Halloween is the best holiday. It's definitely the most fun. There's no family commitment you have to keep, you don't have to go to church. It's just parties, costumes, and candy. Those three things combine together to make the best party events. (My favorite part is the candy. Sorry, health nuts, but its true. Candy is delicious.)
I usually pick better movies for date night. Looking back, I should have known what I was walking into. I took my girlfriend to go see Gone Girl, and now I'm terrified of her. Absolutely terrified. I didn't read any spoilers on the movie ahead of time, so I thought the movie was going to be a mystery movie. If you haven't seen it yet, then stop reading this right now. It's a great movie, but it's best if you don't know much about it before seeing it.
Men are mysterious creatures, at least to us ladies. They can be as effusive as women (ok, sometimes), and other times they clam up. And there is one topic that makes men go into silent mode more than any other. And that subject? Love, of course. Love makes fools of us all, men and women equally. However, women are more prone to expressing their feelings. It's just how we roll. We like to put it all on the table. Men, on the other hand, will sometimes show their love for you in non-verbal gestures.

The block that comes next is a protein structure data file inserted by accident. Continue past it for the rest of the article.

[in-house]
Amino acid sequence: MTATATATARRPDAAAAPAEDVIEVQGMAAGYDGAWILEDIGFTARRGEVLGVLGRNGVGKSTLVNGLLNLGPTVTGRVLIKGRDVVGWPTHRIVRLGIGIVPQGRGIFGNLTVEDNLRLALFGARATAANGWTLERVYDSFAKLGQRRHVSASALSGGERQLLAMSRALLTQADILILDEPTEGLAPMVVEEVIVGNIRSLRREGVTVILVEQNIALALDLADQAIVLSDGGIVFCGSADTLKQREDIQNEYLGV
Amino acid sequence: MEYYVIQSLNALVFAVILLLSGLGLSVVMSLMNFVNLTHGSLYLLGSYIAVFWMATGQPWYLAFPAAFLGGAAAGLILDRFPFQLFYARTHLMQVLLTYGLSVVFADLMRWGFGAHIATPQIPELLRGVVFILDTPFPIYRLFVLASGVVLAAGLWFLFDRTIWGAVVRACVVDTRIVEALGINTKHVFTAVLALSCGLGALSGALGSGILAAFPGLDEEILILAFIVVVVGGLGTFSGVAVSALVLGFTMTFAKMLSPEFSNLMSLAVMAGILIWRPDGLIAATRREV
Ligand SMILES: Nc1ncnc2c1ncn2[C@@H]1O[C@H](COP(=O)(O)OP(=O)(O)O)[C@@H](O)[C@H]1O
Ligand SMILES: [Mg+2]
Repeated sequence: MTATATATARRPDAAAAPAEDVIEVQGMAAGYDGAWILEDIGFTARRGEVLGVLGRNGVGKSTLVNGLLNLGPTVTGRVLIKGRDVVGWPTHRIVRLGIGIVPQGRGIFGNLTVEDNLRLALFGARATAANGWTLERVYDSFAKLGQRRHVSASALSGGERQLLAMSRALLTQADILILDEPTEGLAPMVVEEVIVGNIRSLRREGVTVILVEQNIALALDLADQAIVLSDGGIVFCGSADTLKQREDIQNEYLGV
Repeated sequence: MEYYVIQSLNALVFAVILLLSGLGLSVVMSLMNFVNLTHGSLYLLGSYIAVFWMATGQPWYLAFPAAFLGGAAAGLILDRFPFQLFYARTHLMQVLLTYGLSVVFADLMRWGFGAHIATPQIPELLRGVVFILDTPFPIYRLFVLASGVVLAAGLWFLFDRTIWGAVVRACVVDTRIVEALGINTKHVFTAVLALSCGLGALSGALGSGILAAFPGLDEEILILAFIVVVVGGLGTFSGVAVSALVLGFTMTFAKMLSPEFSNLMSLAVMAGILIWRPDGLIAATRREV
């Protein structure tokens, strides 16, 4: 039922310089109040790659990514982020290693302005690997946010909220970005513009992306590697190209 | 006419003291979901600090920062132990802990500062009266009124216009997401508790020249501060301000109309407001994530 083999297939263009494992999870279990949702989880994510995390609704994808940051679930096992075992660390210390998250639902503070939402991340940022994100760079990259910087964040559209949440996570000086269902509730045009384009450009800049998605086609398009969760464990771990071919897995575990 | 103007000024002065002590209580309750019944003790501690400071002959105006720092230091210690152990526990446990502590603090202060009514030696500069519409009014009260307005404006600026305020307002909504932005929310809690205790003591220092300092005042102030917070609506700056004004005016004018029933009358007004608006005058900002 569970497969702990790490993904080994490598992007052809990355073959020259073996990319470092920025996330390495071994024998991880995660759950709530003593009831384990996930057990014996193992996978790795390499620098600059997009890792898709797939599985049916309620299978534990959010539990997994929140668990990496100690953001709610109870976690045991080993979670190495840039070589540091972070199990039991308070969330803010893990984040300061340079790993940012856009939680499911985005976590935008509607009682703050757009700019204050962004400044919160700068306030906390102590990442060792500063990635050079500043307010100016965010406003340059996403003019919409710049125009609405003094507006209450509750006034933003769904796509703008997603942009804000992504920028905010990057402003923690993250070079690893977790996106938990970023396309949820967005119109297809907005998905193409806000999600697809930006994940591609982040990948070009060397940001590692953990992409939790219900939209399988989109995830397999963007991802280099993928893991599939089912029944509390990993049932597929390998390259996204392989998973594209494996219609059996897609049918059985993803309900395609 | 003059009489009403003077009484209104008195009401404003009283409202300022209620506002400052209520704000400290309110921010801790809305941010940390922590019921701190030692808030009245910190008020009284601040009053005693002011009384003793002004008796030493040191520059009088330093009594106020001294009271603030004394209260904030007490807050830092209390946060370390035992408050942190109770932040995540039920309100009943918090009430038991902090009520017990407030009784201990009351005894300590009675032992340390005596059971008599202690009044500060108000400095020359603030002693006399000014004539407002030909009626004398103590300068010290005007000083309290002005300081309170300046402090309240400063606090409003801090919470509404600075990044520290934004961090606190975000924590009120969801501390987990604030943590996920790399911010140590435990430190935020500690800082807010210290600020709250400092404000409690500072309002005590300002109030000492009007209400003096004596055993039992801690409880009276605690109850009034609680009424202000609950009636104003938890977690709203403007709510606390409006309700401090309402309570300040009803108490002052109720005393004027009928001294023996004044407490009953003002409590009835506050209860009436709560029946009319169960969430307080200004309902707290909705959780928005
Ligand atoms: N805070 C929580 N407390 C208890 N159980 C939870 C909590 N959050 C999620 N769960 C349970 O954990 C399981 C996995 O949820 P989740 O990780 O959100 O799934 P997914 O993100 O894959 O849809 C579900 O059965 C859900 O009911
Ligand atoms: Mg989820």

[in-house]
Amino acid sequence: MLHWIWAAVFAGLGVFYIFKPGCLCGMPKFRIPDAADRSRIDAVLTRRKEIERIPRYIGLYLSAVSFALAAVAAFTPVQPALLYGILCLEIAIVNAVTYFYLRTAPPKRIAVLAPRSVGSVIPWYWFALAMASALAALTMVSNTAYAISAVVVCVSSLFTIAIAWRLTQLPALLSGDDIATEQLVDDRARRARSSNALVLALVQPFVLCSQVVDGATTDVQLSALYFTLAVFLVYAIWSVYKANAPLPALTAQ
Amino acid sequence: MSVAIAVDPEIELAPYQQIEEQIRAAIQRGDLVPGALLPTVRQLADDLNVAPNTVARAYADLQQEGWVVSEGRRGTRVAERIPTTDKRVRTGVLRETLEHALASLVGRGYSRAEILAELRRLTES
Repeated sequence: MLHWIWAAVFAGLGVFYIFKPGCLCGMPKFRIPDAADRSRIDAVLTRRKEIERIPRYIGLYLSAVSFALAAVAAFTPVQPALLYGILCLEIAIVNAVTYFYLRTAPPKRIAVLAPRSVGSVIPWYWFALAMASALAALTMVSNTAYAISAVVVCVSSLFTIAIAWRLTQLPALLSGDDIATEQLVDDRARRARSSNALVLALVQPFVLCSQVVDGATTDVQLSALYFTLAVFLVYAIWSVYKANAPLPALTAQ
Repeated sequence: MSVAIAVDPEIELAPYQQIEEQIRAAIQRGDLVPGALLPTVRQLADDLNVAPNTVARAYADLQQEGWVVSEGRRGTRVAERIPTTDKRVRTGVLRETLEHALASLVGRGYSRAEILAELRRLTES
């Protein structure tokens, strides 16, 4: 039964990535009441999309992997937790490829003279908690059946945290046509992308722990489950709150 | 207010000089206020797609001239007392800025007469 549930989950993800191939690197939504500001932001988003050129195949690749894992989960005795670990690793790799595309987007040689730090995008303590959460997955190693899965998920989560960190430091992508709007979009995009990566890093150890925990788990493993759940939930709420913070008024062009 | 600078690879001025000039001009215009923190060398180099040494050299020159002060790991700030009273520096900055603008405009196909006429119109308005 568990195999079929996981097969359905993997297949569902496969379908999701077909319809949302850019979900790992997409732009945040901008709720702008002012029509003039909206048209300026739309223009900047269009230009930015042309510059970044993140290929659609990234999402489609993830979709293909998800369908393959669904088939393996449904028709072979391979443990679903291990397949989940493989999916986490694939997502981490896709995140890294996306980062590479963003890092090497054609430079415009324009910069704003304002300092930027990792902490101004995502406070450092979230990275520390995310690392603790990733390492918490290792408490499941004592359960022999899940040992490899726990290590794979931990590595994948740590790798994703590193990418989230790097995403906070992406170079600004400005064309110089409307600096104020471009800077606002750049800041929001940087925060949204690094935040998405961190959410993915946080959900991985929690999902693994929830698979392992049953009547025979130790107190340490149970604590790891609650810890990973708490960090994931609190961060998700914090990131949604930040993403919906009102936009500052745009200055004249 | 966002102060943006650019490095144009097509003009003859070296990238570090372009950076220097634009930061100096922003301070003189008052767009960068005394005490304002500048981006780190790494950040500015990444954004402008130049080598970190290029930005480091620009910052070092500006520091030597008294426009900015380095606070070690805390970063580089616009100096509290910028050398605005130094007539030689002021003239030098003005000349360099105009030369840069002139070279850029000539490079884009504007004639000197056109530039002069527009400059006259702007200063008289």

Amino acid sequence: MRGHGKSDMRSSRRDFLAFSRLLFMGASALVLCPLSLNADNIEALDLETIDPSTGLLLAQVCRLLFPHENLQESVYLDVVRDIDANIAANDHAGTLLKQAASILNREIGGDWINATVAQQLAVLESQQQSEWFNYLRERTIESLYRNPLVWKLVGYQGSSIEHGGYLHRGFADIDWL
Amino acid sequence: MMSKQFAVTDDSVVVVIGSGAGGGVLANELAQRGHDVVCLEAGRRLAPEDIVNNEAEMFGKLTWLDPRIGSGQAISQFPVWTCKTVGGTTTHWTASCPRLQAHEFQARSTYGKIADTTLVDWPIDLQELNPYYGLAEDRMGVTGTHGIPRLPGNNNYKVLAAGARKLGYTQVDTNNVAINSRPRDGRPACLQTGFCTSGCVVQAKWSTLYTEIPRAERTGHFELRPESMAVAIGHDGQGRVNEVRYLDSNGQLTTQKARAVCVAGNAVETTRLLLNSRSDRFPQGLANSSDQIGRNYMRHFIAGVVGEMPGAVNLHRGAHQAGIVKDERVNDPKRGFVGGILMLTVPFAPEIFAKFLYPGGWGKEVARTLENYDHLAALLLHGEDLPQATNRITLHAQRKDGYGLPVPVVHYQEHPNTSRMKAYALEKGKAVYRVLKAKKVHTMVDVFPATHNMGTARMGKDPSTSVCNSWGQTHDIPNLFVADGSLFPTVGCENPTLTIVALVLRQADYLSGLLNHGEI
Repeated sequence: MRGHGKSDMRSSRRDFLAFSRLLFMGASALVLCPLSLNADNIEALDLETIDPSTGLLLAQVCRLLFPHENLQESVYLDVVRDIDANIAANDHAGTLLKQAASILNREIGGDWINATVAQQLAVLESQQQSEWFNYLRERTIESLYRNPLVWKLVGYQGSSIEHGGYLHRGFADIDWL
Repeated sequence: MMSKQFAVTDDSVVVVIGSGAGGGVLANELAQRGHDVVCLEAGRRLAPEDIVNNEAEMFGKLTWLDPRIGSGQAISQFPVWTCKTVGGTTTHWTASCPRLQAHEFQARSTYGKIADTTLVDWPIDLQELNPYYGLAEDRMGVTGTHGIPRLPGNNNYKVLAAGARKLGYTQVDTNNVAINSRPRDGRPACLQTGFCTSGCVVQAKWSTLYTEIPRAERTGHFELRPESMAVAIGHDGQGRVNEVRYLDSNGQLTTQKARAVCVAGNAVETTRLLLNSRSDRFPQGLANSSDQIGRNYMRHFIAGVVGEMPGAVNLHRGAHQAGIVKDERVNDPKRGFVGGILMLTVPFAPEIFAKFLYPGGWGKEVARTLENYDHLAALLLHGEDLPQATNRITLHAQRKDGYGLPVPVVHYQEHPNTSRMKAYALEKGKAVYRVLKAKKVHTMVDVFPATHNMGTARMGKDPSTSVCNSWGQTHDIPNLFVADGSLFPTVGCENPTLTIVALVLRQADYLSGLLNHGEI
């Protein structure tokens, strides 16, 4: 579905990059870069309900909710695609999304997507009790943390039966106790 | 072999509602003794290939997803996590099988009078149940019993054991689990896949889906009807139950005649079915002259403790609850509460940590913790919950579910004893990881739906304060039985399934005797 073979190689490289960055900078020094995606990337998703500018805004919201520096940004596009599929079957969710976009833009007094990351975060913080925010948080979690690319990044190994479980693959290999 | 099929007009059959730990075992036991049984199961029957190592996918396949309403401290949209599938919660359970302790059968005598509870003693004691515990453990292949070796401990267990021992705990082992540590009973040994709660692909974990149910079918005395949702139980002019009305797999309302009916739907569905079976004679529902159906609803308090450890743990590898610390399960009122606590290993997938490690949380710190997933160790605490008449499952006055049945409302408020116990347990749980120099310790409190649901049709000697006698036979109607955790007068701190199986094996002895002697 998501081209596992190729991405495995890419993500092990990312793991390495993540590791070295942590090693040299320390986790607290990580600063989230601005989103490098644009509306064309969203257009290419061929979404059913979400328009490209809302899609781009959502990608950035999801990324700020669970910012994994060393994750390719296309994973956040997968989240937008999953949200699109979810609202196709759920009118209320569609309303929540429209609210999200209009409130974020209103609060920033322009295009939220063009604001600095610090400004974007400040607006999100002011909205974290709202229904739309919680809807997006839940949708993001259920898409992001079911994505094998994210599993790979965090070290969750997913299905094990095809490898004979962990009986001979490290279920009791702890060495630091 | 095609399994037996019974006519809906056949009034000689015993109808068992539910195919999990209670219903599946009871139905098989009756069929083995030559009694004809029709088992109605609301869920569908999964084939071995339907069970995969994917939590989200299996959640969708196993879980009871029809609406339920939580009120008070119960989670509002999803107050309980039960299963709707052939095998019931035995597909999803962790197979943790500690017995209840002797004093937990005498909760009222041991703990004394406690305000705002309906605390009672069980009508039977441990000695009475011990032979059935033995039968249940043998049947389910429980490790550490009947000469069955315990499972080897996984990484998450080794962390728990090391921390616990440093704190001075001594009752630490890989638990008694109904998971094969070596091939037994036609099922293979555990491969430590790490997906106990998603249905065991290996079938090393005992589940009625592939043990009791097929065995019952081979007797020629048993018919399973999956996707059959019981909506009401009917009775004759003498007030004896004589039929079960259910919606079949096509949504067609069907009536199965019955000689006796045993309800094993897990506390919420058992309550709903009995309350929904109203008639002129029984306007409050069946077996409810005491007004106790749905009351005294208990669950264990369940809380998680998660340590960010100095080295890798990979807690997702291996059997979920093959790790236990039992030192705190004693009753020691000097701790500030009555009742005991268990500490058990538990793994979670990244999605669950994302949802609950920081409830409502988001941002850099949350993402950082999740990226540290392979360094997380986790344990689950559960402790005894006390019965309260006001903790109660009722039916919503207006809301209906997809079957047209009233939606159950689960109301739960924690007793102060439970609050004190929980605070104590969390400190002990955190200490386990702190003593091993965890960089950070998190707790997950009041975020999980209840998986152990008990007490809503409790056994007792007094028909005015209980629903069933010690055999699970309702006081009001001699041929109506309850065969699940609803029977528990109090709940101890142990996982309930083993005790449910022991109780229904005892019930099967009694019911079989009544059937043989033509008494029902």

Men and women evolved different brains over millions of years, because of necessity. Men chased down food for their families and provided protection. Women cared for the young and old, and provided a nurturing environment. Because of these different roles, the sexes evolved to process information differently, think in radically different ways, expect different things, and have different perceptions, beliefs and behaviors. In the last forty years, as the gender roles in our society have been blurred, both males and females have become more and more confused as to what is normal behavior. We expect our partners to be able to read our minds and think as we think. Unfortunately, we are just not wired that way. Reprinted from the book Sex on the Brain by Daniel G. Amen, M.D. Copyright © 2007 by Daniel G. Amen, M.D. Published by Harmony Books, a division of Random House, Inc.